Maximum Pressure 2.0: How to Improve Sanctions on North Korea

Maximum Pressure 2.0: How to Improve Sanctions on North Korea

Anthony Ruggiero
4th June 2018 - FDD Research Memo

Read the full memo here.

President Donald Trump cancelled his June 12 summit with Kim Jong Un after North Korea displayed “tremendous anger and open hostility,” as Trump put it in his letter to Kim. The president’s cancellation was not definitive, as preparations continued with Secretary of State Mike Pompeo meeting a senior North Korean official in New York last week. Pyongyang’s diplomatic games are likely part of Kim’s attempt to undermine the Trump administration’s maximum pressure policy. If the White House concludes that Kim has not made a strategic decision to denuclearize, the U.S. should initiate the second, tougher phase of the maximum pressure campaign. The U.S. should expect Kim and his patrons to do everything they can to undermine the sanctions regime, yet sanctions are ultimately the only non-military leverage Washington has to solve this crisis.

A robust sanctions regime requires constant maintenance to sustain pressure on its target, especially a target like North Korea that is expert in finding loopholes. During the first phase of the maximum pressure campaign, China increased implementation of sanctions thanks to the Trump administration’s focus on the issue and perhaps a fear that the crisis could spiral into a military conflict. Beijing’s response represents a success story for the maximum pressure campaign, but also a vulnerability, since Chinese leaders could provide Pyongyang with sanctions relief at a time of their choosing. Just days before cancelling the summit, Trump tweeted that China had already begun relieving sanctions.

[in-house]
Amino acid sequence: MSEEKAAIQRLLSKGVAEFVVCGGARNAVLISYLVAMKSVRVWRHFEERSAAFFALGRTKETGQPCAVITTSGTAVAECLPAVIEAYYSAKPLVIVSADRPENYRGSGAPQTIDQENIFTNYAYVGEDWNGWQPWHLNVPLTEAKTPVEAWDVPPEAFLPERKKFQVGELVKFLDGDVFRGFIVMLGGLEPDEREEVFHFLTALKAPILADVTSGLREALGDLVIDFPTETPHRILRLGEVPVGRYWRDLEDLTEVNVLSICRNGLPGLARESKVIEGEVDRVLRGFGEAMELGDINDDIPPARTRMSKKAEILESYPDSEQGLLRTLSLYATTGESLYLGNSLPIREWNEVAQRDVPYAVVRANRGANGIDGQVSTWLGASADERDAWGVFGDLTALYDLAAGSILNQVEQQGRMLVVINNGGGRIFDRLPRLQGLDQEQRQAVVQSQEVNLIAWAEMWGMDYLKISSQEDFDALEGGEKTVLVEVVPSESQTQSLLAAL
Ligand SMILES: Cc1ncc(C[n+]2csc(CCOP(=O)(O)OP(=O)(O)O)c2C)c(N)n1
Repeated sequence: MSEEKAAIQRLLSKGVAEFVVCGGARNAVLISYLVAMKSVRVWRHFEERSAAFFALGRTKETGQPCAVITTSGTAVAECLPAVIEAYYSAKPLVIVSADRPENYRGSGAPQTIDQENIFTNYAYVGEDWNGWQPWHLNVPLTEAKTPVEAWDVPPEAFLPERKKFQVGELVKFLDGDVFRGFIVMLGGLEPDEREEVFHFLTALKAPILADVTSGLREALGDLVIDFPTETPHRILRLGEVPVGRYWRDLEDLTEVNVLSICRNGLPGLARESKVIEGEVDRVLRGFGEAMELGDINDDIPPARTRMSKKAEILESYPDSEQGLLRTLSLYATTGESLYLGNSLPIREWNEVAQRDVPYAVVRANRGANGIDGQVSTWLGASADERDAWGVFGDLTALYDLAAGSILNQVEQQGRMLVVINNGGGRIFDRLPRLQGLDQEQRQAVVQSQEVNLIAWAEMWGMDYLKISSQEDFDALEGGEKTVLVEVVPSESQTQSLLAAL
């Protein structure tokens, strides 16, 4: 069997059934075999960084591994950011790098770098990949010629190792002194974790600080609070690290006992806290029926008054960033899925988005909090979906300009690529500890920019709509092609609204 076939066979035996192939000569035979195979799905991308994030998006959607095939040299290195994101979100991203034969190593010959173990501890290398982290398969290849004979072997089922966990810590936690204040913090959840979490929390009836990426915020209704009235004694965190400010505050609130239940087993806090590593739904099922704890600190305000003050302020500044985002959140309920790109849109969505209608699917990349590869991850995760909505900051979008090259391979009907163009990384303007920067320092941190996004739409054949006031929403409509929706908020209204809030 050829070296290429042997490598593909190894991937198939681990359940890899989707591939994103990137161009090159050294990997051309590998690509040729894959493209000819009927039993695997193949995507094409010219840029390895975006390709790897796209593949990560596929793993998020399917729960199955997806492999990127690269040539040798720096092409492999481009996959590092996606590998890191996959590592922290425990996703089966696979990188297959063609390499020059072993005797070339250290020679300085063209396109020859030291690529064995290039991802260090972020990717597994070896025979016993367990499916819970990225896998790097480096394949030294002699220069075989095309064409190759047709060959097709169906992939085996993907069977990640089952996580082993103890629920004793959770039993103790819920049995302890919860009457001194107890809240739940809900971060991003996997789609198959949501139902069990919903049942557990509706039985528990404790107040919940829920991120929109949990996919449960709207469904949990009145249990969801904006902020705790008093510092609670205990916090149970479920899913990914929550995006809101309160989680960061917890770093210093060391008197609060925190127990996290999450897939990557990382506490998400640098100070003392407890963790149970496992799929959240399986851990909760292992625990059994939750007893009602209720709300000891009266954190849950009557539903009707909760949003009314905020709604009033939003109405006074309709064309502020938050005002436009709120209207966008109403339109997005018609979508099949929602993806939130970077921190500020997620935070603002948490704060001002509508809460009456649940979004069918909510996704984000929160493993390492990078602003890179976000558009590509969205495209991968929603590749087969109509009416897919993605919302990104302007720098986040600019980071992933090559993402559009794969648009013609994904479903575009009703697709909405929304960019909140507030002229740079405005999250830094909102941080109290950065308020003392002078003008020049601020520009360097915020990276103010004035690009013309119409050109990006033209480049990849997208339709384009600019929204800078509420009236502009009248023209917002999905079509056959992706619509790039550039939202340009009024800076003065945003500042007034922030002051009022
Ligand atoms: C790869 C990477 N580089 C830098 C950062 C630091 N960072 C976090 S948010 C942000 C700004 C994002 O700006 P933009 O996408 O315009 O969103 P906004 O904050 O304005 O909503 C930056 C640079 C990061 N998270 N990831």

Read the full memo here

Anthony Ruggiero, a senior fellow at the Foundation for Defense of Democracies, was the nonproliferation advisor to the U.S. delegation to the 2005 rounds of the Six-Party Talks and spent more than seventeen years in the U.S. government. Follow him on Twitter @_ARuggiero.

Follow the Foundation for Defense of Democracies on Twitter @FDD. FDD is a Washington-based nonpartisan research institute focusing on national security and foreign policy.

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